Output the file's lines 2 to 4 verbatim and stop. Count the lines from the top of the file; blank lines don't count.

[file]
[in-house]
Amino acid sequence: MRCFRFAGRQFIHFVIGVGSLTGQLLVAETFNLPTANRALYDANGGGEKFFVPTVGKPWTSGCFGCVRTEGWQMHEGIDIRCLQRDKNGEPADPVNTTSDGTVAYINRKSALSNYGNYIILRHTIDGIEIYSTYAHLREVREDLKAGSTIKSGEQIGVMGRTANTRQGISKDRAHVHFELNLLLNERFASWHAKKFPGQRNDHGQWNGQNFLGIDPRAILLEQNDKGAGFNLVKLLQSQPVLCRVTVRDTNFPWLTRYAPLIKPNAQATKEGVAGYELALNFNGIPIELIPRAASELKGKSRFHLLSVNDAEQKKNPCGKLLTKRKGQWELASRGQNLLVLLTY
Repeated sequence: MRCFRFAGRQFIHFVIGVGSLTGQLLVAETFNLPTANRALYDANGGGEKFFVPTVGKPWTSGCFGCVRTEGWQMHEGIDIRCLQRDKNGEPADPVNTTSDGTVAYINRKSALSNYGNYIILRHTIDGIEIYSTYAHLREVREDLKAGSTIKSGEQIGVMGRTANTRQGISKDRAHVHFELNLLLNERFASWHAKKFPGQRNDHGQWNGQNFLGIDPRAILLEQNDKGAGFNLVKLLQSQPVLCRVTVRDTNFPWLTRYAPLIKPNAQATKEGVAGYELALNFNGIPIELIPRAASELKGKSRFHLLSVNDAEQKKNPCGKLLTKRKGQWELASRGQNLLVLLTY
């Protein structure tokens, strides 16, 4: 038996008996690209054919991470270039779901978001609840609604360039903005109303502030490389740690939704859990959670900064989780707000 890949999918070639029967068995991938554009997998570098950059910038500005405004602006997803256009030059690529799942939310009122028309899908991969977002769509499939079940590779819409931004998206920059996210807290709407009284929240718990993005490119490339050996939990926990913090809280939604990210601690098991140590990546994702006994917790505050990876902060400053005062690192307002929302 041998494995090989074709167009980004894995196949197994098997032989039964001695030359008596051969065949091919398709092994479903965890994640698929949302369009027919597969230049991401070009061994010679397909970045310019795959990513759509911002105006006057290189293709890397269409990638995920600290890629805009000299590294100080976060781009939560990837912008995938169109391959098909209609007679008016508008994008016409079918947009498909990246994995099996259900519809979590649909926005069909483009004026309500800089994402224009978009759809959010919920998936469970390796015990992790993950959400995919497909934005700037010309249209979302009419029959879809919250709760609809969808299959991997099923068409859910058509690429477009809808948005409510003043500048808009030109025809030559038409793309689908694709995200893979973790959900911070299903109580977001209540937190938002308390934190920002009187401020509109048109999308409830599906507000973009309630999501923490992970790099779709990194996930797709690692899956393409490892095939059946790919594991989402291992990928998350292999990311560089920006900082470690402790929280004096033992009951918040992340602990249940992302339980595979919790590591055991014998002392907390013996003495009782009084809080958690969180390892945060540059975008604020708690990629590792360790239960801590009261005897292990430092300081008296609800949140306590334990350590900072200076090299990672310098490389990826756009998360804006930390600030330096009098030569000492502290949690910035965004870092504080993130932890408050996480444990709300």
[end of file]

Amino acid sequence: MRCFRFAGRQFIHFVIGVGSLTGQLLVAETFNLPTANRALYDANGGGEKFFVPTVGKPWTSGCFGCVRTEGWQMHEGIDIRCLQRDKNGEPADPVNTTSDGTVAYINRKSALSNYGNYIILRHTIDGIEIYSTYAHLREVREDLKAGSTIKSGEQIGVMGRTANTRQGISKDRAHVHFELNLLLNERFASWHAKKFPGQRNDHGQWNGQNFLGIDPRAILLEQNDKGAGFNLVKLLQSQPVLCRVTVRDTNFPWLTRYAPLIKPNAQATKEGVAGYELALNFNGIPIELIPRAASELKGKSRFHLLSVNDAEQKKNPCGKLLTKRKGQWELASRGQNLLVLLTY
Repeated sequence: MRCFRFAGRQFIHFVIGVGSLTGQLLVAETFNLPTANRALYDANGGGEKFFVPTVGKPWTSGCFGCVRTEGWQMHEGIDIRCLQRDKNGEPADPVNTTSDGTVAYINRKSALSNYGNYIILRHTIDGIEIYSTYAHLREVREDLKAGSTIKSGEQIGVMGRTANTRQGISKDRAHVHFELNLLLNERFASWHAKKFPGQRNDHGQWNGQNFLGIDPRAILLEQNDKGAGFNLVKLLQSQPVLCRVTVRDTNFPWLTRYAPLIKPNAQATKEGVAGYELALNFNGIPIELIPRAASELKGKSRFHLLSVNDAEQKKNPCGKLLTKRKGQWELASRGQNLLVLLTY
């Protein structure tokens, strides 16, 4: 038996008996690209054919991470270039779901978001609840609604360039903005109303502030490389740690939704859990959670900064989780707000 890949999918070639029967068995991938554009997998570098950059910038500005405004602006997803256009030059690529799942939310009122028309899908991969977002769509499939079940590779819409931004998206920059996210807290709407009284929240718990993005490119490339050996939990926990913090809280939604990210601690098991140590990546994702006994917790505050990876902060400053005062690192307002929302 041998494995090989074709167009980004894995196949197994098997032989039964001695030359008596051969065949091919398709092994479903965890994640698929949302369009027919597969230049991401070009061994010679397909970045310019795959990513759509911002105006006057290189293709890397269409990638995920600290890629805009000299590294100080976060781009939560990837912008995938169109391959098909209609007679008016508008994008016409079918947009498909990246994995099996259900519809979590649909926005069909483009004026309500800089994402224009978009759809959010919920998936469970390796015990992790993950959400995919497909934005700037010309249209979302009419029959879809919250709760609809969808299959991997099923068409859910058509690429477009809808948005409510003043500048808009030109025809030559038409793309689908694709995200893979973790959900911070299903109580977001209540937190938002308390934190920002009187401020509109048109999308409830599906507000973009309630999501923490992970790099779709990194996930797709690692899956393409490892095939059946790919594991989402291992990928998350292999990311560089920006900082470690402790929280004096033992009951918040992340602990249940992302339980595979919790590591055991014998002392907390013996003495009782009084809080958690969180390892945060540059975008604020708690990629590792360790239960801590009261005897292990430092300081008296609800949140306590334990350590900072200076090299990672310098490389990826756009998360804006930390600030330096009098030569000492502290949690910035965004870092504080993130932890408050996480444990709300």